"Sell crazy someplace else, we're all stocked up here."
Given the level of wackiness that seems to have afflicted this third planet from the sun, Jack Nicholson's immortal line in the movie " As Good as It Gets "" (written by Mark Andrus and James L. Brooks), should become our worldwide slogan. Sure, it's always a cuckoo fest here on Earth, but this week it seems the out-of-control dial has been cranked up way beyond 11.
There's Muammar "Gunshots? What Gunshots?" Qadaffi, who blames rebellion in Libya on a bunch of crazy, mixed up, drug-addled kids, al Qaeda and for all we know, fluoridated water. Then there's Charlie Sheen who, in the vocabulary of recovery, epitomizes the so-called "arrogant doormat," bragging of his Adonis DNA (oh, brother) while whining about the ill treatment that has given him an estimated net worth of $85 million -- a hubris reminiscent of the Emperor Caligula, if Caligula had a Golden Globe and unlimited access to cocaine.
Presidential candidate and former Arkansas Governor Mike Huckabee earned a place on the round the bend roster this week with his claim that President Obama had grown up in Kenya and his subsequent "what I meant to say" contortions, although he may have been outdone by cockamamie radio host Bryan Fischer, who told Huckabee, "What got lost in all the shuffle was the legitimate point that you were making is that we may have a president who has some fundamentally anti-American ideas, that may be rooted in a childhood where he had a father who was virulently anti-colonial, hated the British."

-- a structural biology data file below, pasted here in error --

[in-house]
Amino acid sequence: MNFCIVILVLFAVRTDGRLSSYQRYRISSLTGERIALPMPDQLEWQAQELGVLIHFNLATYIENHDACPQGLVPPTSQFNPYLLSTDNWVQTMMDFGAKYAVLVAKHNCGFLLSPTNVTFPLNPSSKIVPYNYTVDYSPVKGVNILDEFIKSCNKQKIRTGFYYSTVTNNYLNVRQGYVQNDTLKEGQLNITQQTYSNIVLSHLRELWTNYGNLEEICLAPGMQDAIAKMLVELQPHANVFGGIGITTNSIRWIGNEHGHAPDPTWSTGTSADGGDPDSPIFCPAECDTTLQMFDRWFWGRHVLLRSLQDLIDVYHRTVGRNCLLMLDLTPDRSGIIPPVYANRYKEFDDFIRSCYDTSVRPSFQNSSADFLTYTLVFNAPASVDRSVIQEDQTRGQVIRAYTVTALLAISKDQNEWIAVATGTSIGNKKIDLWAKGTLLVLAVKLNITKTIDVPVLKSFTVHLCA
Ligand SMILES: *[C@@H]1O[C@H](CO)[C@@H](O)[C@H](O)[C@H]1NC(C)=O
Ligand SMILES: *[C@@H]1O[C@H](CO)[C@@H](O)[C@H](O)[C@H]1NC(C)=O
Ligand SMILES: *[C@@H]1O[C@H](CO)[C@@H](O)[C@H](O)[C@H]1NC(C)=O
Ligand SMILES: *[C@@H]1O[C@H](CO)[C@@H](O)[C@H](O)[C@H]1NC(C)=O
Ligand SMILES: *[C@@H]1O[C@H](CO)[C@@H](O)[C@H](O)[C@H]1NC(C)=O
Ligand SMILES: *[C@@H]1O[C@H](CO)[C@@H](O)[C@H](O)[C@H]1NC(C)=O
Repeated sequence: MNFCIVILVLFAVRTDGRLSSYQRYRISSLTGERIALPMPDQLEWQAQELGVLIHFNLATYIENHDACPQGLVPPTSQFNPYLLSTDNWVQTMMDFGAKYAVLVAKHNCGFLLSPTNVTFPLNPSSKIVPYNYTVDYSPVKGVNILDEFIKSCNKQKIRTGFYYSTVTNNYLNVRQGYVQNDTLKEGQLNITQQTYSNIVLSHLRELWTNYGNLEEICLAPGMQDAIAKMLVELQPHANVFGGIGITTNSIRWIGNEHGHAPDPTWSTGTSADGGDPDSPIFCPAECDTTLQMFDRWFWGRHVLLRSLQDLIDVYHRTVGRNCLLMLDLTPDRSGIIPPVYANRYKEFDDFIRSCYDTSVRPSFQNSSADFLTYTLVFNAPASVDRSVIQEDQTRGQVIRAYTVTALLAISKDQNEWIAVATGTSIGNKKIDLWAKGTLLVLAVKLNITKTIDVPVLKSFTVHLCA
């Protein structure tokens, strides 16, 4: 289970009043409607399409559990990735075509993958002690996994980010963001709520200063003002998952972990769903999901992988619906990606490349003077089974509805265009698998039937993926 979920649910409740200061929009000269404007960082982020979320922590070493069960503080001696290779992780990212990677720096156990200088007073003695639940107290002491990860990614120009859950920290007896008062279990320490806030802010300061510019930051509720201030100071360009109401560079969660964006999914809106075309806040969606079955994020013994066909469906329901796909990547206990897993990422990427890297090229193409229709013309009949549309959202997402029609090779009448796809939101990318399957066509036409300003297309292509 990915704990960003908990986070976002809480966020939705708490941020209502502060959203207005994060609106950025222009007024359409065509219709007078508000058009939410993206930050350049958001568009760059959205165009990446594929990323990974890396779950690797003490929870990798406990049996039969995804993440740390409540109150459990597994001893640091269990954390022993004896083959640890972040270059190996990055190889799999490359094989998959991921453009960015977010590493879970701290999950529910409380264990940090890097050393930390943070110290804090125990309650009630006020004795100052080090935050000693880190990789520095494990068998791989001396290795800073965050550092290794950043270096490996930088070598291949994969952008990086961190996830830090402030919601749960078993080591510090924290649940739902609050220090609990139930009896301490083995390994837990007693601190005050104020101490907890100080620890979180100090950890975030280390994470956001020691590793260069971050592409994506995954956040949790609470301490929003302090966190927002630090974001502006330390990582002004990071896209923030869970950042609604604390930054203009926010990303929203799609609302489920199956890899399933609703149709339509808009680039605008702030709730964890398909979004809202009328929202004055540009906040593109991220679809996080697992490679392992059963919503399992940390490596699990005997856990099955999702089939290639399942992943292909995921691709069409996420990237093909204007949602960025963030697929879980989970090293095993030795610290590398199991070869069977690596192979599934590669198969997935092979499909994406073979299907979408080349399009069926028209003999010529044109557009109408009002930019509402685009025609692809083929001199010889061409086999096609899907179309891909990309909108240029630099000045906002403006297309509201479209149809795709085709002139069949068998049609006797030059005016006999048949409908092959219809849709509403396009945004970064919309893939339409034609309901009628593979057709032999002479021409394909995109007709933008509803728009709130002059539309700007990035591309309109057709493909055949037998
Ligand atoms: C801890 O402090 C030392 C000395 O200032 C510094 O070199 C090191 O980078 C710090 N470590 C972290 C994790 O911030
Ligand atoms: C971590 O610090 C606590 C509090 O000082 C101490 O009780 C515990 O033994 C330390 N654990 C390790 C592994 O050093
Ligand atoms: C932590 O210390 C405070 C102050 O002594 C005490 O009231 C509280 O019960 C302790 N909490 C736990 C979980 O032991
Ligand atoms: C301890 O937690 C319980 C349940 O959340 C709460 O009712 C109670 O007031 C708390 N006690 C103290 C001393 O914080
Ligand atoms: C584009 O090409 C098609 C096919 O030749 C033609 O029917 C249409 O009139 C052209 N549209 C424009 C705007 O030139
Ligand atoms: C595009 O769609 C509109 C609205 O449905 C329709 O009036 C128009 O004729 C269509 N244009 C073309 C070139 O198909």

MOYERS: Well, he had very effective powers of persuasion. He knew how to phrase an issue or a challenge so that it would connect to people who had to vote on it in the House and Senate. I mean, when we were working on our bill in 1965, I and others had urged that the Medicare bill include a provision for a retroactive increase in Social Security payments because they would be an economic stimulus, and we sort of needed that at the moment. And he called me on the phone. And he said, well, I think it's fine to be retroactive, but I think it can be defended. I think Medicare can be defended on a hell of a better basis in Congress than this. I mean, we do know that it affects the economy. It helps in that respect. And here's a direct quote from that telephone call to me, "that's not the basis to go to the Hill, Moyers. It's not the justification. We've just got to say that, by God, you can't treat grandma this way. She's entitled. And we promised it to her."